Etymology
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garble (v.)

early 15c., "to inspect and remove the dirt and dross from (spices)," from Anglo-French garbeler "to sift" (late 14c.) and directly from Medieval Latin, Catalan, and Italian garbellare, from Arabic gharbal "to sift," related to kirbal "sieve," which perhaps is from Late Latin cribellum, diminutive of Latin cribrum "sieve" (from PIE root *krei- "to sieve"). Apparently the word was widespread among Mediterranean traders (compare Italian garbellare, Spanish garbillare "to sift grain").

In later-medieval Europe, pepper and ginger and some other spices were always imports from the Arabic-speaking Eastern Mediterranean, and the same goes for many botanical drugs, and a few expensive colorants. The spices, drugs and colorants had variable amounts of natural chaff residuals and occasionally had unnatural added chaff. ["English Words of Arabic Ancestry"]

From late 15c. in a general sense of "sort out the finer parts" of anything, "removal of what is objectionable," then "distort for some devious purpose or to give false impression;" especially "mix up, confuse or distort language" (1680s). Related: Garbled; garbling. In Middle English garbeler (Anglo-French garbelour) meant "official who garbles spices and sometimes also other dry goods" (early 15c.); it is attested from 1690s as "one who mixes up or mutilates words or language."

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garble (n.)
c. 1500 of spices; by 1829 of language; from garble (v.).
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garbled (adj.)
by 1620s of spices; by 1774 of language; past-participle adjective from garble (v.).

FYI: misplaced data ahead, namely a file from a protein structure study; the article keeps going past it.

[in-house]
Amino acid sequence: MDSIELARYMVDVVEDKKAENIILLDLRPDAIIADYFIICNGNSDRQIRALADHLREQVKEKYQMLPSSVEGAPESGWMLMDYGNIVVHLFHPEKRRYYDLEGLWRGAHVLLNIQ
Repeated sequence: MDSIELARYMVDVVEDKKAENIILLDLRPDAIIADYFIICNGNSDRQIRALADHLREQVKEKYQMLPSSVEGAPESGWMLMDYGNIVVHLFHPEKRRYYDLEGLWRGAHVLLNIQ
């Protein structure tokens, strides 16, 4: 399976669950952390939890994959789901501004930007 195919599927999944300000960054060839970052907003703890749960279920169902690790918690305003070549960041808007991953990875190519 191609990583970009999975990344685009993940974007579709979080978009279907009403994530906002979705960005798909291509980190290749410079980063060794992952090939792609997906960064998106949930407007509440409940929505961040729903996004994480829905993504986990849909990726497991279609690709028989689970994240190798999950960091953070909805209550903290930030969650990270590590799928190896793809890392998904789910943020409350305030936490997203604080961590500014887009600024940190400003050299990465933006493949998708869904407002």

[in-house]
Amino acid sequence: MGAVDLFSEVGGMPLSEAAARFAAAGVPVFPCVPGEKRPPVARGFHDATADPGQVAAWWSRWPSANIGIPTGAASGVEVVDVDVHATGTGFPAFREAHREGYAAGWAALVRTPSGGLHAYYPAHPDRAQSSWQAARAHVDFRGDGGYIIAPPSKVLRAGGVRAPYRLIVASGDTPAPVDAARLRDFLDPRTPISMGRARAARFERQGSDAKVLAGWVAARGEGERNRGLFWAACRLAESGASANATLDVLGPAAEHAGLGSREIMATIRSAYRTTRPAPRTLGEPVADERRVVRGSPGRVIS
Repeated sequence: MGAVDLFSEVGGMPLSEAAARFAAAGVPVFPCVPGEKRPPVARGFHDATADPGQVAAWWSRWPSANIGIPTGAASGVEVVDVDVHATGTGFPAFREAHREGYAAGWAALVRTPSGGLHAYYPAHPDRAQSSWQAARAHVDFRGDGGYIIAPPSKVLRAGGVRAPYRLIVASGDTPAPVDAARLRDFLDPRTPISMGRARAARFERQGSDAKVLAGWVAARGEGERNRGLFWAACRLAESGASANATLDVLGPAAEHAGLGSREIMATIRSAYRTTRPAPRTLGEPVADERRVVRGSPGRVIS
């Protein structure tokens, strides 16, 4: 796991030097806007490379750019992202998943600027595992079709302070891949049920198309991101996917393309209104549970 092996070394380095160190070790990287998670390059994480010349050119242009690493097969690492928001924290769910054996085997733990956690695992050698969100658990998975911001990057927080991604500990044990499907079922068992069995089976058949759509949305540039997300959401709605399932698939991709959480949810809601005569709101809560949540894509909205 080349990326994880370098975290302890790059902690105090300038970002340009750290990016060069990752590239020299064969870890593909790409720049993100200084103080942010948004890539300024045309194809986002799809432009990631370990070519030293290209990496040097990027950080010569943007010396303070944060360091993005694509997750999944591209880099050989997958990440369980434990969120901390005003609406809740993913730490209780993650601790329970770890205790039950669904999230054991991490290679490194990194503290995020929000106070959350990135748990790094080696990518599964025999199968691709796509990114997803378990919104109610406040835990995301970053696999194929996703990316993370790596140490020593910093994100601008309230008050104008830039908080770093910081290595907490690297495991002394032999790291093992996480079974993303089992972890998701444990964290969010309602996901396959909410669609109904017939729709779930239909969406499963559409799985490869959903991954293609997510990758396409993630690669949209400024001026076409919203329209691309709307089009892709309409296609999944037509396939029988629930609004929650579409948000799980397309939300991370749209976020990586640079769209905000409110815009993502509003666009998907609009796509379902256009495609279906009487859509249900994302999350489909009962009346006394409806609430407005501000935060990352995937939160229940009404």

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garbage (n.)
"refuse, filth," 1580s; earlier "giblets, refuse of a fowl, waste parts of an animal (head, feet, etc.) used for human food" (early 15c., in early use also gabage, garbish, garbidge ), of unknown origin; OED says probably from Anglo-French "like many other words found in early cookery books." In its sense of "waste material, refuse" it has been influenced by and partly confused with garble (q.v.) in its older sense of "remove refuse material from spices;" Middle English had the derived noun garbelage but it is attested only as the action of removing the refuse, not the material itself.

Perhaps the English word originally is from a derivative of Old French garbe/jarbe "sheaf of wheat, bundle of sheaves," though the sense connection is difficult. This word is from Proto-Germanic *garba- (source also of Dutch garf, German garbe "sheaf"), from PIE *ghrebh- (1) "to seize, reach" (see grab (v.)).

"In modern American usage garbage is generally restricted to mean kitchen and vegetable wastes" [Craigie]. Used figuratively for "worthless, offensive stuff" from 1590s. Garbage can is from 1901. Garbage collector "trash man" is from 1872; Australian shortening garbo attested from 1953. Garbology "study of waste as a social science" is by 1976; garbologist is from 1965.
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mangle (v.)

"to mutilate, to hack or cut by random, repeated blows," c. 1400, from Anglo-French mangler, frequentative of Old French mangoner "cut to pieces," a word of uncertain origin, perhaps connected with Old French mahaignier "to maim, mutilate, wound" (see maim). The figurative meaning "to destroy the symmetry or completeness of" is from early 15c.; as "to mispronounce (words), garble," from 1530s. Related: Mangled; mangler; mangling.

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chiropodist (n.)

"one who treats diseases or malformations of the hands or feet," 1785, from chiro- "hand" + pod-, stem of Greek pous "foot" (from PIE root *ped- "foot") + -ist. Probably coined by Canadian-born U.S. healer Daniel Palmer (1845-1913); originally they treated both hands and feet. A much-maligned word among classicists, who point out it could mean "having chapped feet" but probably doesn't, and in that case it is an etymological garble and no one can say for sure what it is meant to signify. Related: Chiropody.

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